Adjacent to Grange are Lindale, to the north-east, Cartmel to the north-west, with its priory to which the village was once the 'grange' or farm, and Allithwaite to the west. Also nearby is a country house, Holker Hall, which was built on land that once belonged to the priory. The stables at Holker Hall housed the Lakeland Motor Museum until its move to Backbarrow in 2010.

In December 2019, National Geographic published an article called How to spend a weekend on the Cumbrian coast, in which it recommended that tourists should "Resist the lure of the Lake District and instead trace England’s northwest coastline by road or rail, savouring epicurean discoveries and sandy hikes along the way." The article included a recommendation for visiting Grange-over-Sands.[26]

Hampsfield Fell[edit]

Hampsfell Hospice

Above the town is Hampsfield Fell (generally abbreviated to Hampsfell), crowned by 'Hampsfell Hospice', a sturdy limestone tower monument built in 1846 by the vicar of Cartmel.[27] This offers shelter in bad weather and extensive views in better conditions. Over the door, which faces east, there is an inscription from Homer - 'ΡΟΔΟΔΑΚΤΥΛOΣ EΩΣ' - (RODODAKTYLOS EOS "rosy-fingered" Dawn) - whilst inside are painted boards commemorating its construction, praising the view and welcoming visitors. On the roof, which is accessible by a crude flight of stone stairs, is a crude alidade or compass pointer allowing the easy identification of nearby peaks and sights of interest. Hampsfell is the subject of a chapter of Wainwright's book The Outlying Fells of Lakeland.[28] It reaches 727 feet (222 m). The summit of Hampsfell is surrounded by several flat, incised areas of limestone pavement.


Grange-over-Sands railway station, which serves the town, was opened by the Ulverston and Lancaster Railway on 1 September 1857 and is now served by the Furness Line, giving connections to Ulverston and Barrow-in-Furness to the west, and Lancaster, Preston, Manchester Piccadilly and Manchester Airport to the east.

The main road access is the A590, which runs between the M6 and Barrow-in-Furness. Before the building of the railway, the main way of reaching Grange was the road across the Sands of Morecambe Bay from Hest Bank.[29]

Notable people[edit]

See also[edit]


  1. ^ a b "Grange-over-Sands 2021 Population". City Population. Retrieved 28 March 2024.
  2. ^ "Grange-over-Sands Town Council Website". Grange-over-Sands Town Council. Retrieved 28 May 2022.
  3. ^ Dyckhoff, Tom (28 September 2018). "lets move to Grange Over Sands + Cartmel". The Guardian.
  4. ^ UK Census (2011). "Local Area Report – Grange-over-Sands Parish (E04002607)". Nomis. Office for National Statistics. Retrieved 1 May 2021.
  5. ^ Historic England. "Grange over Sands lido (1402086)". National Heritage List for England. Retrieved 13 September 2019.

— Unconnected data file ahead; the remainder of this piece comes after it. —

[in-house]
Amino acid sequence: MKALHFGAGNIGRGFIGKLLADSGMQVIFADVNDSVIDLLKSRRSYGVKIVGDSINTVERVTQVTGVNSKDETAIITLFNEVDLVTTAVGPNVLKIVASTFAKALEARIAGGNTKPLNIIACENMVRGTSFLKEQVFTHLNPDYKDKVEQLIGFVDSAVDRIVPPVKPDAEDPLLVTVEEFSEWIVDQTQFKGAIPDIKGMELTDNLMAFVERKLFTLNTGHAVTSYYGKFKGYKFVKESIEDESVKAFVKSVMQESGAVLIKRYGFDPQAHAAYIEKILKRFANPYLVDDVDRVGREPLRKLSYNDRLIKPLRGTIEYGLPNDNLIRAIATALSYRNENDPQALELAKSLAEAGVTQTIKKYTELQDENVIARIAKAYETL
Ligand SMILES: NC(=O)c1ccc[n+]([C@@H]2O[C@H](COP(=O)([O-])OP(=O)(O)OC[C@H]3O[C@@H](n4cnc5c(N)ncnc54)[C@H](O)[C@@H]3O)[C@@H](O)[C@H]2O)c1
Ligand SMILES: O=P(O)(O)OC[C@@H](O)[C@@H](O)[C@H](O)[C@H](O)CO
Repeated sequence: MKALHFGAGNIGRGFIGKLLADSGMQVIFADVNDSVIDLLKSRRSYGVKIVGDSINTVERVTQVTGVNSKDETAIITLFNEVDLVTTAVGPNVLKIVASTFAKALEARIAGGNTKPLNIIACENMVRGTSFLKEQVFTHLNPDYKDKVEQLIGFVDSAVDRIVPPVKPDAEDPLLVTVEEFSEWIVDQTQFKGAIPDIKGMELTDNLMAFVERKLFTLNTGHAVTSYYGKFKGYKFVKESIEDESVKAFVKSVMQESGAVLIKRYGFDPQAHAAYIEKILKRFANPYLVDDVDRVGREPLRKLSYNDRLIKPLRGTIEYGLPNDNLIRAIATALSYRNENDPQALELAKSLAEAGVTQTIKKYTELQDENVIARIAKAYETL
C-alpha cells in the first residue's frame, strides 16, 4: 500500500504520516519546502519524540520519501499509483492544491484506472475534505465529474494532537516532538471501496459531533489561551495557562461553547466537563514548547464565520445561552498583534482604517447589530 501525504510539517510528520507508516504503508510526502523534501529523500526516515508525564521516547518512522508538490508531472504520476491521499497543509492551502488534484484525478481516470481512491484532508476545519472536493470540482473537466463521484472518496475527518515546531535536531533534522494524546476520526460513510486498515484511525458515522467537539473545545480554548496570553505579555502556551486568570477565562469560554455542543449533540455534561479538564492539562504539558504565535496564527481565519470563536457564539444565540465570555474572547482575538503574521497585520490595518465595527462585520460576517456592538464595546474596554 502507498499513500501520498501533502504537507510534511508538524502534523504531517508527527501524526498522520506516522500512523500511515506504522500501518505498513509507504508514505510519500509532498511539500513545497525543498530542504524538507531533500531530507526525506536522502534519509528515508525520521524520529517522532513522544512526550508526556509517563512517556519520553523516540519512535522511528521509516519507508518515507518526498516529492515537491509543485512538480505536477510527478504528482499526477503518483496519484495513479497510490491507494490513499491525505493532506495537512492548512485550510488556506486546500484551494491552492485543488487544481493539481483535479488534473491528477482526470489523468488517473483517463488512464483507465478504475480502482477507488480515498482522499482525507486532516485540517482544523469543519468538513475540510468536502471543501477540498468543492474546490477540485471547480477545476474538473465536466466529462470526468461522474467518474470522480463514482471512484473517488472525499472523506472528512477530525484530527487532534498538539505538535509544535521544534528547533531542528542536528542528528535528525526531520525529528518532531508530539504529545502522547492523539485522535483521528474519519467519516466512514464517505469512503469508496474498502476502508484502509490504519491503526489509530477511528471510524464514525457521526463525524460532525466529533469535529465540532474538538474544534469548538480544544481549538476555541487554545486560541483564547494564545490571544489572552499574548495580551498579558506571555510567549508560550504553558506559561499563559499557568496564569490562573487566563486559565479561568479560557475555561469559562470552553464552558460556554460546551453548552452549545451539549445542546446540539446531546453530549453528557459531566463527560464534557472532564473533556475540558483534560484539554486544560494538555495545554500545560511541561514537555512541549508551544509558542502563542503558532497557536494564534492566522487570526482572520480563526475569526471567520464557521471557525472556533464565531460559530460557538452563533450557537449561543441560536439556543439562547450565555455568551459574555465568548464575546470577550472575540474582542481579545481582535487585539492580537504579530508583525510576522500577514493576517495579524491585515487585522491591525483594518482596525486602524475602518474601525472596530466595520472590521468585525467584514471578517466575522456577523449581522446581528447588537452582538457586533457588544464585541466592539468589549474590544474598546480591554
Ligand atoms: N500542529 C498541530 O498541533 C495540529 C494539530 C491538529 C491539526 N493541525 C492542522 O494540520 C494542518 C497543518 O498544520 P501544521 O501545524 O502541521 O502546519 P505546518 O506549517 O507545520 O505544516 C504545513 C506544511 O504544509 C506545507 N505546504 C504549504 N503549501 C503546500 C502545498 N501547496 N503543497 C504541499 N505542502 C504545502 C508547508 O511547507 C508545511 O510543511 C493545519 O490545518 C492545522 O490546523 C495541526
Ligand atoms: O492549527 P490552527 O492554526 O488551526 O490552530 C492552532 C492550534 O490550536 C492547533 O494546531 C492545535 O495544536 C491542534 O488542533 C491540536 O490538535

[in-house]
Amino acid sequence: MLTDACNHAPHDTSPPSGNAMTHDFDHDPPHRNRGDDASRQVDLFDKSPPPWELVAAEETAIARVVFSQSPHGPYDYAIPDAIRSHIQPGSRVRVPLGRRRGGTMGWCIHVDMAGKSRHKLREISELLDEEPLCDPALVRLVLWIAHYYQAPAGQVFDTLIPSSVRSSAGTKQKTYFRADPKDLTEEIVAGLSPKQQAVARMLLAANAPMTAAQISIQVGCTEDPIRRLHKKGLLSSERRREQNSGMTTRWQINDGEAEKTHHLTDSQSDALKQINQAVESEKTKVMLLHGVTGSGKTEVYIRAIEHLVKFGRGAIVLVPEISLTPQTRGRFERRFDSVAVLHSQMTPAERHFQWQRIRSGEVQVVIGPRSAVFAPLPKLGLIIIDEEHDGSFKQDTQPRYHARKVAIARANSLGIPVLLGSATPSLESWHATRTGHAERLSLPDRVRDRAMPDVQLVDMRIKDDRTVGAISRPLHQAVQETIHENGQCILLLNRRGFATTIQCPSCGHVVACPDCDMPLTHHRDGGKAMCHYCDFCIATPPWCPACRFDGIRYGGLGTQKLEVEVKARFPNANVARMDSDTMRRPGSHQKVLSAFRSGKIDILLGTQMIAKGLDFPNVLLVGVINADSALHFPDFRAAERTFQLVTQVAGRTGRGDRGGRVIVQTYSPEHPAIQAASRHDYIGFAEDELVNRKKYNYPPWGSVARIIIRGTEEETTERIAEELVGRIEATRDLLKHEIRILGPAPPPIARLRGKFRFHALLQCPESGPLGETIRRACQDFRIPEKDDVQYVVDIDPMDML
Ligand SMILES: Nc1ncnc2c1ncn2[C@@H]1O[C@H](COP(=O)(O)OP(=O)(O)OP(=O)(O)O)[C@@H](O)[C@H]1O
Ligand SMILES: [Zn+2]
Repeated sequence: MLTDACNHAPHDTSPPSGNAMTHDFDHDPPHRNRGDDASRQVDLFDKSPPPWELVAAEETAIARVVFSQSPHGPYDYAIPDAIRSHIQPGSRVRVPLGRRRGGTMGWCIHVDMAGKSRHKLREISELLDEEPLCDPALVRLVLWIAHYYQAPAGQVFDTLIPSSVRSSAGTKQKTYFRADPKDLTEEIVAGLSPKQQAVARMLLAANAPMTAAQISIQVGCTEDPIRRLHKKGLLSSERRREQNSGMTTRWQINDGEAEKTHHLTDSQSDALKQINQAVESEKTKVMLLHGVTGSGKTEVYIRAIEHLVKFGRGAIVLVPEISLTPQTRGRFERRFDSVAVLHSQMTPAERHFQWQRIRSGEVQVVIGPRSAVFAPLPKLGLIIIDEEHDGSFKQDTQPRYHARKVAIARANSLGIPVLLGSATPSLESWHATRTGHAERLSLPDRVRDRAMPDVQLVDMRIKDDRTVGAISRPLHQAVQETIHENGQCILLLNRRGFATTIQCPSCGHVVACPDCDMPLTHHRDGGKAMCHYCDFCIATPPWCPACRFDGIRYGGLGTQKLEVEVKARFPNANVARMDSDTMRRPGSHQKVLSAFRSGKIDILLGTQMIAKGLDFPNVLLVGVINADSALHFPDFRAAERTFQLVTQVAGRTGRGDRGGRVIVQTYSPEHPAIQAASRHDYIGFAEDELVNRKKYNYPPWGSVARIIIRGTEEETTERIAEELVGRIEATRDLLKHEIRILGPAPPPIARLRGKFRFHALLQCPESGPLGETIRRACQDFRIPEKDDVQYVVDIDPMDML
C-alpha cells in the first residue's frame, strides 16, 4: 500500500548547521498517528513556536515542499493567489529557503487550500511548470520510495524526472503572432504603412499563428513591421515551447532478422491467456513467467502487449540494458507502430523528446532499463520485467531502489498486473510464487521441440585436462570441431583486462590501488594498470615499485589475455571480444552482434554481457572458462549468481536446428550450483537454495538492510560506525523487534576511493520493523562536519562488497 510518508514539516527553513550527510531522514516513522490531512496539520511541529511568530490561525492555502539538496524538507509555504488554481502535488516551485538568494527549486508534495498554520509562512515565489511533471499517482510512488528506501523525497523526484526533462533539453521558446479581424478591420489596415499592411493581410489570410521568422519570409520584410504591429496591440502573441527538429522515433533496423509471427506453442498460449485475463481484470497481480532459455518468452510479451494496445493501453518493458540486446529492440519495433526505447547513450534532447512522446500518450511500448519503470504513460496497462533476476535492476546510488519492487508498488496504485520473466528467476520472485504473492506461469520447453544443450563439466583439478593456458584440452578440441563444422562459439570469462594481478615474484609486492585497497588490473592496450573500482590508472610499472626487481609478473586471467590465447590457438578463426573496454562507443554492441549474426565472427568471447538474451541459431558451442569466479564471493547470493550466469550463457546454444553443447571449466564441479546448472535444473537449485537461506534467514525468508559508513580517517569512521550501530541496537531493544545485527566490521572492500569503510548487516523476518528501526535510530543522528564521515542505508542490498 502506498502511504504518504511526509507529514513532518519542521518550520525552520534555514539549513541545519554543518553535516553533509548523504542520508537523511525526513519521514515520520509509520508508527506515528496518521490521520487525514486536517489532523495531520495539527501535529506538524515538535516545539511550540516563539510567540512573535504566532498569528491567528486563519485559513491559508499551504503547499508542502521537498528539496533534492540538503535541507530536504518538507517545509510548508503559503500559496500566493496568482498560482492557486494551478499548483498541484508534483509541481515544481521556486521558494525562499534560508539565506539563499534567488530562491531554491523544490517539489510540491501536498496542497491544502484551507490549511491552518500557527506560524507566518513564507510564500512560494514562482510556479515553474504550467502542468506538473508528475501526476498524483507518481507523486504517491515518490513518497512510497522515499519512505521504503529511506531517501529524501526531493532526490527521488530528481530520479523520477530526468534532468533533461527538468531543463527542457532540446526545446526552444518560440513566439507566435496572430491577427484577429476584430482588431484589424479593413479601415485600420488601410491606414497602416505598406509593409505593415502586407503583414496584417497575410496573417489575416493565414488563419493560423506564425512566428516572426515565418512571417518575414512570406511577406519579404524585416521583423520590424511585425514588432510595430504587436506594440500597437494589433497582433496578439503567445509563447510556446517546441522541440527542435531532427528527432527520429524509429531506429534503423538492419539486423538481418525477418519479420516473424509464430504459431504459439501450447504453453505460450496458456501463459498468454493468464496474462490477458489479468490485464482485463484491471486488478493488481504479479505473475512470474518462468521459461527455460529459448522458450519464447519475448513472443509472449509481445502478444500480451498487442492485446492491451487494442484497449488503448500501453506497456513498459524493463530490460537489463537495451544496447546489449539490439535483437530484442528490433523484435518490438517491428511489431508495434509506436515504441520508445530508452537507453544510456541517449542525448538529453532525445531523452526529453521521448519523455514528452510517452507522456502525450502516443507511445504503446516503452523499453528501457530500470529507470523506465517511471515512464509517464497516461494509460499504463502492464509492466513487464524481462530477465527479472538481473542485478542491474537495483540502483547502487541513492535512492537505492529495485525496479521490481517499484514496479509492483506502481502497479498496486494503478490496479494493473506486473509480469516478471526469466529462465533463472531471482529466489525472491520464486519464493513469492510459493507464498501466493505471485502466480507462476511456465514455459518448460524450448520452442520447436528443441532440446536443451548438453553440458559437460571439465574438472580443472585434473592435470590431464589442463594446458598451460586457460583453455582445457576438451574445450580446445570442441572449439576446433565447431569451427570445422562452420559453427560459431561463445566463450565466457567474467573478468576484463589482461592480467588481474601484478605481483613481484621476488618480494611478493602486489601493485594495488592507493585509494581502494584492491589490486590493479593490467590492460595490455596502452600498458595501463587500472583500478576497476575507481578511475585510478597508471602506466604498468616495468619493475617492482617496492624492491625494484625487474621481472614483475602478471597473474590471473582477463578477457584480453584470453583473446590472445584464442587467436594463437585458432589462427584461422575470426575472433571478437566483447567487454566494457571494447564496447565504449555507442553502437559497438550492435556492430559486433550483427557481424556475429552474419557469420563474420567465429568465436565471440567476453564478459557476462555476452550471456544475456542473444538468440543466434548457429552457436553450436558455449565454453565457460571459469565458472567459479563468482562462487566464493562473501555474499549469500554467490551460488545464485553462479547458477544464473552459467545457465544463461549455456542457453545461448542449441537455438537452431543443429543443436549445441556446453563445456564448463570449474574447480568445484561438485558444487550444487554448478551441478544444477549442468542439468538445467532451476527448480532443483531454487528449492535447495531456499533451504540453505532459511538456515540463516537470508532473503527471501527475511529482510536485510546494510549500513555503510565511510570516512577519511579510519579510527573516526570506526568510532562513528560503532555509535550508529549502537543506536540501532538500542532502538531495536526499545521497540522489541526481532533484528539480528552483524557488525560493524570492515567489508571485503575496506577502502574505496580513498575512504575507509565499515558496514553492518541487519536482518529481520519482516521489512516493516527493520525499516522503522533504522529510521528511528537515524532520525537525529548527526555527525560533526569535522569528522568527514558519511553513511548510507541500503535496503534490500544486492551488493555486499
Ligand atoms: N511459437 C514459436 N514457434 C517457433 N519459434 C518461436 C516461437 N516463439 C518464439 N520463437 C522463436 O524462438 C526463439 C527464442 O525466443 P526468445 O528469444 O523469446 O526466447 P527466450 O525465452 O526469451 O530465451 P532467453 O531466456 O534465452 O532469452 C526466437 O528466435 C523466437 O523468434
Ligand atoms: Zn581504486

6. ^ Oliver Merrington's Potentially Re-Openable Lidos in the UK Archived 28 March 2010 at the Wayback Machine, retrieved 14 November 2009
  7. ^ "Save Grange Lido – Working to transform Grange Lido into an iconic community-owned leisure facility with a magnificent 50m swimming pool at its heart". Retrieved 3 January 2019.
  8. ^ Golakes - Grange-over-Sands History, retrieved 9 July 2010
  9. ^ Guardian News and Media : "RIBA Award Winners 2004 : Berners Pool" Retrieved 18 September 2009
  10. ^ "Swimming pool firm forced to fold". BBC News. BBC. 7 September 2006. Retrieved 3 January 2019.
  11. ^ Smith, Anna. "Demolition day: Bye bye Berners Pool". Westmorland Gazette. Retrieved 3 January 2019.
  12. ^ South Lakeland District Council : 12 November 2008 : Winning Developer Revealed for Grange Pool Site Retrieved 18 September 2009
  13. ^ Helen Carter (28 June 2011). "Campaign to save Grange-over-Sands lido". The Guardian. it's the last remaining lido in the Northern England after the demolition and infilling of similar structures at Blackpool, Scarborough and Morecambe
  14. ^ Pidd, Helen (2 September 2018). "fate of Grange Lido hangs in balance". The Guardian. Guardian News and Media Limited. Retrieved 3 January 2019.
  15. ^ "Grange Lido to reopen but not as swimming pool". BBC News. 23 January 2019.
  16. ^ "The long struggle to save the art deco lido at Grange-over-Sands".
  17. ^ "Derelict Grange Lido opens for public tours". BBC News. 3 August 2019.
  18. ^ "Grange Now".
  19. ^ "Full Freeview on the Winter Hill (Bolton, England) transmitter". UK Free TV. Retrieved 28 October 2023.
  20. ^ "Full Freeview on the Lancaster (Lancashire, England) transmitter". UK Free TV. Retrieved 28 October 2023.
  21. ^ "Real Radio, Real People and Really Local!". Lake District Radio. 2023. Retrieved 28 October 2023.
  22. ^ "Welcome to Bay Trust Radio". Bay Trust Radio Radio. 2023. Retrieved 28 October 2023.
  23. ^ "Tim Farron". theyworkforyou.com. Archived from the original on 1 June 2013.
  24. ^ "Westmorland & Lonsdale general election 2019".
  25. ^ "Grange-over-Sands Town Council".
  26. ^ "How to spend a weekend on the Cumbrian coast". 12 December 2019.
  27. ^ "Hampsfell Hospice". Visit Cumbria. Retrieved 3 January 2019.
  28. ^ Wainwright, A. (1974). "Hampsfell". The Outlying Fells of Lakeland. Kendal: Westmorland Gazette. pp. 58–65.
  29. ^ "Road across the Sands".

External links[edit]